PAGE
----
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28 Far Cries Kindle Edition
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Most helpful customer reviews on Amazon.com
I'm not entirely unfamiliar with Mr. Nash's work, as I have been involved in countless discussion threads with him over the past year; however, this was my first real reading of his work.
The stories in 28 Far Cries are unrelated in theme and characters, and this makes the collection a good sample of Mr. Nash's work. There are some collections where the diversity of themes and subjects make the collection feel disjointed, nevertheless, this was not the case here.
That being said, I spent the past three days contemplating how to review 28 Far Cries. I must admit that, as a reader, I was a little torn as to how I should rate it. The stories are easy to read, and the text is well edited, so there was no problem there. Yet, I found myself contemplating the literary worth of the stories, and their value as stories.
Mr. Nash created tales without a beginning or an end. Tales that come out of nowhere, allow the reader a glimpse of space and time, and depart. This, for me, was a new reading experience. I can only consider that, unlike most authors who want the reader to consider a situation, a character, or a setting, Mr. Nash explores a thought and the language appropriate for that thought.
It is the language itself, which makes these stories worth reading, as Mr. Nash creates feelings through words. At first, from the traditional storytelling perspective, I was leaning towards a three-star rating. But the longer I thought about it, the more I recognized that these stories are worth more, for the author severed traditions and embarked on his own, uncompromising quest. And while some of the stories in this collection did not speak to me personally, I must admire the artist's effort and attitude.
My favourites were varied:
Road To Nowhere, Cop Aesthetic, Nocebo, Geiger Countering and the very chilling Skin Bar. Hard to pick a favourite. All written with skill. Well worth a look at.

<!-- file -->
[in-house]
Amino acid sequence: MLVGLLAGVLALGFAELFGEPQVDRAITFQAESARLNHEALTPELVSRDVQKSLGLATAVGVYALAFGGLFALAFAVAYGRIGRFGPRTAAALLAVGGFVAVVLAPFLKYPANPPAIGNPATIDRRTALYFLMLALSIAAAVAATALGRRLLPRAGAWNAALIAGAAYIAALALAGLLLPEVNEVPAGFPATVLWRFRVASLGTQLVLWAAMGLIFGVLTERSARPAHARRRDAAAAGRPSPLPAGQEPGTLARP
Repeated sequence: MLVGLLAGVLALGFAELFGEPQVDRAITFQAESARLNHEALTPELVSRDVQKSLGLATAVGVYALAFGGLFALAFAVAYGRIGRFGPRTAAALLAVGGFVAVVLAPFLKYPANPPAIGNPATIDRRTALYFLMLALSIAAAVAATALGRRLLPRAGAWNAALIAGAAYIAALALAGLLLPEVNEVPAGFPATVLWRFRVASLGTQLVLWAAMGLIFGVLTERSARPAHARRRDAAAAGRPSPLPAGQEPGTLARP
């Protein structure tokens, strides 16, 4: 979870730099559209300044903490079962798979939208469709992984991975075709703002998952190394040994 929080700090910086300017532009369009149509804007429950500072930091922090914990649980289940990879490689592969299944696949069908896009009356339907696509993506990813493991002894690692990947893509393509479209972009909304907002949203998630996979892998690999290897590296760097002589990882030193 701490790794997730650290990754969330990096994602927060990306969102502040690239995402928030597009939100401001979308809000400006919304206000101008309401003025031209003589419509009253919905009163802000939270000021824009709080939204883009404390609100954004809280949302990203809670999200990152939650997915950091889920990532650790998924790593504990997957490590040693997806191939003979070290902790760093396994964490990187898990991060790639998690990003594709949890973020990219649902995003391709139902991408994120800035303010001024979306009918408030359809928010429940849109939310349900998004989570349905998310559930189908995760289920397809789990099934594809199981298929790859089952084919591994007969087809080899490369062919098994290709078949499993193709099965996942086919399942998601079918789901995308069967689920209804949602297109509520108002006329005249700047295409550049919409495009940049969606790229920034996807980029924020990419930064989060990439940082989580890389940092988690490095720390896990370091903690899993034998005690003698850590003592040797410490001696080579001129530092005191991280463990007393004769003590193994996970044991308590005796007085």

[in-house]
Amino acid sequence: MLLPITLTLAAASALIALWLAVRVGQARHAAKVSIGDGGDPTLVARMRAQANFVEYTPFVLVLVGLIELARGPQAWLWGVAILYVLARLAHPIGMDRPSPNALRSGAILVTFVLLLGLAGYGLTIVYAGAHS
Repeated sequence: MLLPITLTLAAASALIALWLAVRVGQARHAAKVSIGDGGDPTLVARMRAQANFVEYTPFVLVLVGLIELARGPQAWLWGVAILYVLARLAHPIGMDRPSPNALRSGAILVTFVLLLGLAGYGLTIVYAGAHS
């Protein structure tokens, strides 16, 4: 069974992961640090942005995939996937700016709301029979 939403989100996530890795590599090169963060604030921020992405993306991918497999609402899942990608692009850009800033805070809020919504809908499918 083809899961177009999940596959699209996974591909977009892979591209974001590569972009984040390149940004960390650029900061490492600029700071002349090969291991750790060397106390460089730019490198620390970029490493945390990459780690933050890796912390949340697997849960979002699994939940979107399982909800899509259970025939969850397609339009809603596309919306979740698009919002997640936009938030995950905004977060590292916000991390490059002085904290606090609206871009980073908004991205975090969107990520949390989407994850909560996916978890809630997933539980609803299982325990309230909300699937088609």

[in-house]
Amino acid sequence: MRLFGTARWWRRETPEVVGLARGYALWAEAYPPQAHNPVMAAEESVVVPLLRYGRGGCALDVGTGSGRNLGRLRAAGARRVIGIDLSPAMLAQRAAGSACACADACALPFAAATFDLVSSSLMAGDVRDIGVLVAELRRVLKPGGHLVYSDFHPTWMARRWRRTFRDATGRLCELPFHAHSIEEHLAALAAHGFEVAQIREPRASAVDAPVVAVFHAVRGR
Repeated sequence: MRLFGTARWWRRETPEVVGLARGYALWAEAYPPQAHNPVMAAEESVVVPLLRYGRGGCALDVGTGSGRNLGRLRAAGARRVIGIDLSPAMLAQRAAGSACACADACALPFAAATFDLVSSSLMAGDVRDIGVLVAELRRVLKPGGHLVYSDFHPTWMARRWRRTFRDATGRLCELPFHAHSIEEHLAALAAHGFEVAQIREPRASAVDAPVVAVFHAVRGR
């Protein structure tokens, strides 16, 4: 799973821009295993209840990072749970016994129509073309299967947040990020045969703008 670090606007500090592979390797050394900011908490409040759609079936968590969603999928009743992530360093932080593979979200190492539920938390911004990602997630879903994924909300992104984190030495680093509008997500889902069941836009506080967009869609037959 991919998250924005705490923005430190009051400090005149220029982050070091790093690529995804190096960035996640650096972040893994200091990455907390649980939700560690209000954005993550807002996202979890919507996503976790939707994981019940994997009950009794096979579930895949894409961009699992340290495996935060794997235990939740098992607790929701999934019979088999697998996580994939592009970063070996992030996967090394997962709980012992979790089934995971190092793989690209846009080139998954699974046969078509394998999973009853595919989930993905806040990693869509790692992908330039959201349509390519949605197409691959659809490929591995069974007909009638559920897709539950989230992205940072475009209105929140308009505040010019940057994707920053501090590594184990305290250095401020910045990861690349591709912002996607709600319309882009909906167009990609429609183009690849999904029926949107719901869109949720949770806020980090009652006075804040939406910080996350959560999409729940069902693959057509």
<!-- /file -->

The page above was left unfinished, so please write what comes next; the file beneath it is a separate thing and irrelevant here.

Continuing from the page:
No. That's close but not quite right.
This book is like a display case filled with 28 finely crafted, exquisitely detailed miniature sculptures. You have to pick each one up in turn, examine it on its own while lying on a hammock for a while, before returning to the case to pick up another. After reading one or two of these pieces, I decided to take my sweet time with this collection, and I'm glad I did. You could read this in an afternoon, I suppose, but I wouldn't recommend it. These flash fiction pieces have drag. (And somehow I mean drag as in the longitudinal retarding force exerted by air or other fluid surrounding a moving object.) There are little gnarly bits sticking out of these stories that you should allow to snag your attention. You should take some pleasure in examining the embedded hooks. You can tell the author has worked and reworked these pieces, grabbing different disparate bits over time and mashing them into place, working them in, rubbing and rearranging until they work.
Nash is playing with language here. That seems to be his main focus. He likes obscure and archaic words, and especially words or phrases with double or triple meanings. It was fun to see how he'd mash ideas together, reconcile juxtapositions, flog a pun to death, turn concepts inside out, and meditate on a peculiar concept until it nearly breaks under his scrutiny. In addition to inspecting the meaning of words, Nash is also obviously obsessively concerned with the sounds we make when we speak them. There is a rough rhythm to these pieces, a lot of hard consonant sounds that pop and crack and jolt and jar as you go.
This collection isn't for everyone. Many of the pieces aren't proper stories. Many are more like inspections of objects and concepts at a microscopic level. Yes, you will find stories in this thing, but there are plenty of chunks of writing therein that could just as easily be labeled anti-story. If you think you might like that sort of thing, give this a go. I had fun reading it. But, admittedly, it was less the pleasure one usually associates with reading and more the kind of fun one has while solving puzzles.
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